Positive Accounting Theory Essay

1195 Words Sep 6th, 2010 5 Pages
WHY SHOULD WE BELIEVE THE PAT STORY?
Watts and Zimmerman have been very successful in their dissemination of the PAT story. As Whittington notes, they are "two of the most widely discussed contributors to the accounting literature of the past decade" (1989, p. 327). They are also the joint founder-editors of The Journal of Accounting and Economics, a journal devoted to positive accounting research, which has achieved an international reputation. So their story, while admittedly controversial, has achieved credibility among a significant number of accounting researchers. But what accounts for that credibility?
According to Watts and Zimmerman's (1986) view of science, a theory's credibility will ultimately be a function of explanatory
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208).
Debt/equity hypothesis. Ceteris paribus, the larger a firm's debt/equity ratio, the more likely the firm's manager is to select accounting procedures that shift reported earnings from future periods to the current period (p. 216).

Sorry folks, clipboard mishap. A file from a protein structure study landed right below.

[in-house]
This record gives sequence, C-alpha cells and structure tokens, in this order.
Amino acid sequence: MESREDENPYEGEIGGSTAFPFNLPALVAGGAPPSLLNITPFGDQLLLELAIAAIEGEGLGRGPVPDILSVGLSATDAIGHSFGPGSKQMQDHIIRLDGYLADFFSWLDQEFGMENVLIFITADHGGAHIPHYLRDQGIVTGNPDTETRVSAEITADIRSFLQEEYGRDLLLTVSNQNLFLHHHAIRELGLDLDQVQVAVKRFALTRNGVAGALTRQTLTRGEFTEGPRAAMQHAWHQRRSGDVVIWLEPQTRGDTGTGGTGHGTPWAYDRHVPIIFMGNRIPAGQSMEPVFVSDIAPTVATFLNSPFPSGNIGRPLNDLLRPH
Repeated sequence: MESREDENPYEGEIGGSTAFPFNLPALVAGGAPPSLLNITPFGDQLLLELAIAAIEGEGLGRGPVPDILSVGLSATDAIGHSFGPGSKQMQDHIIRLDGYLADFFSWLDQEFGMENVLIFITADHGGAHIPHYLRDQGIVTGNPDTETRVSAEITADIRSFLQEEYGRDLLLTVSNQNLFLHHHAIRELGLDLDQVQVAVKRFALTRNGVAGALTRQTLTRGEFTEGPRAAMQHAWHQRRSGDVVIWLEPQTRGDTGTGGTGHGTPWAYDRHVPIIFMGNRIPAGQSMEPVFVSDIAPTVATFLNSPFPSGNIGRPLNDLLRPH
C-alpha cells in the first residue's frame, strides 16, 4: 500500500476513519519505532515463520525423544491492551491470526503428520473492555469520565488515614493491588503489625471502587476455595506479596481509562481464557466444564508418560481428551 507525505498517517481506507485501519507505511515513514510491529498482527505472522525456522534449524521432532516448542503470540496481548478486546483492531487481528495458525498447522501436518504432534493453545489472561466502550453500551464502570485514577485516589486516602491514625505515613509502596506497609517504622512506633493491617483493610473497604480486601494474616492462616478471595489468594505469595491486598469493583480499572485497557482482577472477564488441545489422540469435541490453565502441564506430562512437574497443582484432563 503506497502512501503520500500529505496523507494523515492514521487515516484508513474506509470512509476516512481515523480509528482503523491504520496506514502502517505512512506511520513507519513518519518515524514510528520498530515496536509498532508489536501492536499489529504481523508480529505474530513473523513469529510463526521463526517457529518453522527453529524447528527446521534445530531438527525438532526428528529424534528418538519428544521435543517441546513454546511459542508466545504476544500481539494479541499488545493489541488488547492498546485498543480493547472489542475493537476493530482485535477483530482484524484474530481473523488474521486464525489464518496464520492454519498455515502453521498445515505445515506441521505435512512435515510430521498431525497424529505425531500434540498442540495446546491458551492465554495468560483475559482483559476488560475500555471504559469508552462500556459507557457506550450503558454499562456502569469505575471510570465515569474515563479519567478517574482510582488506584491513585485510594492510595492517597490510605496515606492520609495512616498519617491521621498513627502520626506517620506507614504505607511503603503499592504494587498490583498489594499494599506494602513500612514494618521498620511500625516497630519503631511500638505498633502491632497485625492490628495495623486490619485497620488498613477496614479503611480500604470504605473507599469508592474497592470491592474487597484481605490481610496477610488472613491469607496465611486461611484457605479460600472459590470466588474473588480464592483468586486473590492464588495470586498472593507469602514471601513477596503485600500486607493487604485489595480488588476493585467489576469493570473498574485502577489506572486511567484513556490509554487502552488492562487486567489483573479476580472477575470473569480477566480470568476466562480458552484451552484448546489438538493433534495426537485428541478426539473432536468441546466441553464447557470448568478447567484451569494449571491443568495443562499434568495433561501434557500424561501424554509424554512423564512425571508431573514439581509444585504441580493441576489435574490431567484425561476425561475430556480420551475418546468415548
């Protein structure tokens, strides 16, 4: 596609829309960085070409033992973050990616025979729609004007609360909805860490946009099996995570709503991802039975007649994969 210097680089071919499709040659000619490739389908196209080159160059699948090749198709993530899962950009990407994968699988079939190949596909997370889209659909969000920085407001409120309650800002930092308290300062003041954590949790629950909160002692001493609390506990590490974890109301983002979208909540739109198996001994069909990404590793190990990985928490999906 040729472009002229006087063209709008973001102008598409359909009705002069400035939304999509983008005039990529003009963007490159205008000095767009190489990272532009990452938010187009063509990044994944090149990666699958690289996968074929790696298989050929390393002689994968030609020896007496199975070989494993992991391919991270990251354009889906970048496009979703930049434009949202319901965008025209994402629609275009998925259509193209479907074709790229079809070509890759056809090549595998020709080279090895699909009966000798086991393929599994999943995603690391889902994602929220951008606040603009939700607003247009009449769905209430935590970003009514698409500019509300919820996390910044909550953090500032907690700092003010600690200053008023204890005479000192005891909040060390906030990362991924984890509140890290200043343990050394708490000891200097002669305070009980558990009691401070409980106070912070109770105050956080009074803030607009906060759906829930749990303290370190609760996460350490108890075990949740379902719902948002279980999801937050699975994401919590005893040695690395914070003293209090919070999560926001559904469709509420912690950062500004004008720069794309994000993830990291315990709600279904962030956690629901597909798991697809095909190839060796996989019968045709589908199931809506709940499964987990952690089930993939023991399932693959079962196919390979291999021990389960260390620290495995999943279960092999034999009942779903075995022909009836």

Size hypothesis. Ceteris paribus, the larger the firm, the more likely the manager is to choose accounting procedures that defer reported earning's from current to future periods (p. 235).
These hypotheses, by the way, are not uniquely consistent with the remainder of positive accounting theory (the assumptions and definitions woven together in the theories of the contracting process, the political process and the role of auditing). For instance, a theory assuming that politicians and regulators act only for the public interest could be just as consistent with the size hypothesis as is Watts and Zimmerman's theory which assumes that they act only in their self-interest. Managers of large firms would presumably choose accounting procedures to report lower earnings and avoid political scrutiny regardless of the assumed motivation of politicians. That is, politicians may scrutinize firms reporting unusually large earnings in an effort to promote their (the politicians) own interest, as in the PAT story, or politicians may scrutinize such firms because they genuinely believe that large concentrations of power (as manifested by large earnings) may be contrary to the